The provincial government announced new rules regulating contract assignments, effective May 16.
Real estate contracts are now required to include two terms: one that requires the seller's consent to assign the contract, and one that requires that any profit from an assignment goes to the original seller. Clients can instruct REALTORS® to omit or change these clauses.
The buyer's Realtor is also required to inform the seller if one, or both, of these clauses are removed from their offer. The seller's Realtor must also disclose if the proposed contract is assignable or not - including any conditions that would be applicable to the assignment.
Be aware, if you're a seller and a buyer requests you waive the assignment clause, they may be looking to re-sell your property before the contract completes. If you have questions, talk to your Realtor or legal advisor before you sign anything.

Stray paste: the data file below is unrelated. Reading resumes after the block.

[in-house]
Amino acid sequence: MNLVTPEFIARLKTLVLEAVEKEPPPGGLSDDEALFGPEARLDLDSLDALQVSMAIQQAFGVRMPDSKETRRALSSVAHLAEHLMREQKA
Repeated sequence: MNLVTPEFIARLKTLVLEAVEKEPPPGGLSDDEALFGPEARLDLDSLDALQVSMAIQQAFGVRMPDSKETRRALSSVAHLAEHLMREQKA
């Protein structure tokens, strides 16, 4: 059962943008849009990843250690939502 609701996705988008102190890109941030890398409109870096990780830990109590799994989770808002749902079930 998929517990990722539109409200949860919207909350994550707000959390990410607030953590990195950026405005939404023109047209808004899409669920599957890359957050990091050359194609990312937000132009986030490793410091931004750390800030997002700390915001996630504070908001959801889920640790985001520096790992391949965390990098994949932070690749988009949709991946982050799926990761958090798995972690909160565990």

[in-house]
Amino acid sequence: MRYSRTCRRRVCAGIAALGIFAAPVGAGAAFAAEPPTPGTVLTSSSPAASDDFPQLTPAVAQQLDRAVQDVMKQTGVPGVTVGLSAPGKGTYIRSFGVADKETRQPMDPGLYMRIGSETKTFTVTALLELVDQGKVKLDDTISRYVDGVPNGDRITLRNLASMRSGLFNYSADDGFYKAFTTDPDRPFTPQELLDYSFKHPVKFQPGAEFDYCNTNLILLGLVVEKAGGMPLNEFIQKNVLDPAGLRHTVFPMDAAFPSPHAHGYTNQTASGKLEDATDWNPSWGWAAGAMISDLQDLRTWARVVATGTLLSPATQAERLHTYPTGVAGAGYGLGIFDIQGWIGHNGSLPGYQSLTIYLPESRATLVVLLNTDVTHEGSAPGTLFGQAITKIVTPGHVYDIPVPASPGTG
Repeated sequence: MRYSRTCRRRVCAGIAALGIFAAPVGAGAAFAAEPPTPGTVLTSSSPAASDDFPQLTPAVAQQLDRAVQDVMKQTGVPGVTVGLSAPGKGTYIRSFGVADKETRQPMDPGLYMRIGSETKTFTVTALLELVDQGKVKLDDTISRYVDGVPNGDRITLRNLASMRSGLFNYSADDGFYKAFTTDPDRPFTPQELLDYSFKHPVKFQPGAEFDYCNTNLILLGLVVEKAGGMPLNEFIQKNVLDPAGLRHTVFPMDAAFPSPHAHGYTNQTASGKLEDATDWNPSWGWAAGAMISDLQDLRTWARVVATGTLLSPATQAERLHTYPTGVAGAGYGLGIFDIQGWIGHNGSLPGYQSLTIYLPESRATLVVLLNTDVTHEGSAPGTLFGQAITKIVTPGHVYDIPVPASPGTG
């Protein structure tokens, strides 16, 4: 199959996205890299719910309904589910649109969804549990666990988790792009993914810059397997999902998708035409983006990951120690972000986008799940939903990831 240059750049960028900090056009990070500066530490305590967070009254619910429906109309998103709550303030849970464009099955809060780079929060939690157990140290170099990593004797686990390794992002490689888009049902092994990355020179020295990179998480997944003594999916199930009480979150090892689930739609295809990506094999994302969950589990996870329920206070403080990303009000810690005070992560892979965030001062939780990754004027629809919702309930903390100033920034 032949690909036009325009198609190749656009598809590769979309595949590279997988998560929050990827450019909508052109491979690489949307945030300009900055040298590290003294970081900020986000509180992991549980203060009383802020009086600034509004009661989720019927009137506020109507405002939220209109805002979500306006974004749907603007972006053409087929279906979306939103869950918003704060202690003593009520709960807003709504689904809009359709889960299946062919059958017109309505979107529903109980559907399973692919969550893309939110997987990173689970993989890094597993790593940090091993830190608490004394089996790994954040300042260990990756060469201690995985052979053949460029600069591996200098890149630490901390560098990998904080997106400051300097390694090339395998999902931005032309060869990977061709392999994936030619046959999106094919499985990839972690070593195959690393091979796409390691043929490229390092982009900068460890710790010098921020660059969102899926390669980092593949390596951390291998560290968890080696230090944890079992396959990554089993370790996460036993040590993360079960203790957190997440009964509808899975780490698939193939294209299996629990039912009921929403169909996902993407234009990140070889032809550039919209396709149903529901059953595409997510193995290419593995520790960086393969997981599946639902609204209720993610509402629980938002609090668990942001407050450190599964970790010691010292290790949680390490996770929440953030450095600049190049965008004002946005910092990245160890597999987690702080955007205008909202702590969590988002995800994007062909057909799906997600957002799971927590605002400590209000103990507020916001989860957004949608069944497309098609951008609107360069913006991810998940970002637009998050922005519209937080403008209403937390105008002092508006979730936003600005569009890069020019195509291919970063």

To protect yourself as a buyer in an assignment deal, make sure that:
- You work with a REALTOR®. Your REALTOR® will help protect your interests and bring knowledge of the provincial legislation that governs real estate transactions.
- the original Contract of Purchase and Sale has the mandated assignment clause requiring the seller's approval before it can be assigned;
- the original seller is aware of, and approves of, the assignment;
- if there is profit from the assignment, the profit reverts back to the seller unless otherwise specified in the original Contract of Purchase and Sale;
- the property is or was listed for sale;
- the identity of every individual involved in the transaction has been verified;
- all money already paid and owed is accounted for and dealt with in the assignment contract;
- you understand the additional risk associated with paying the assignment fee before the original contract is finalized; and
- you consult an accountant to understand the tax implications.
Looking for a REALTOR who knows the market? Call me today --604.644.1044 Alisa Sakamoto
Courtesy of: http://www.rebgv.org/understanding-new-assignment-regulations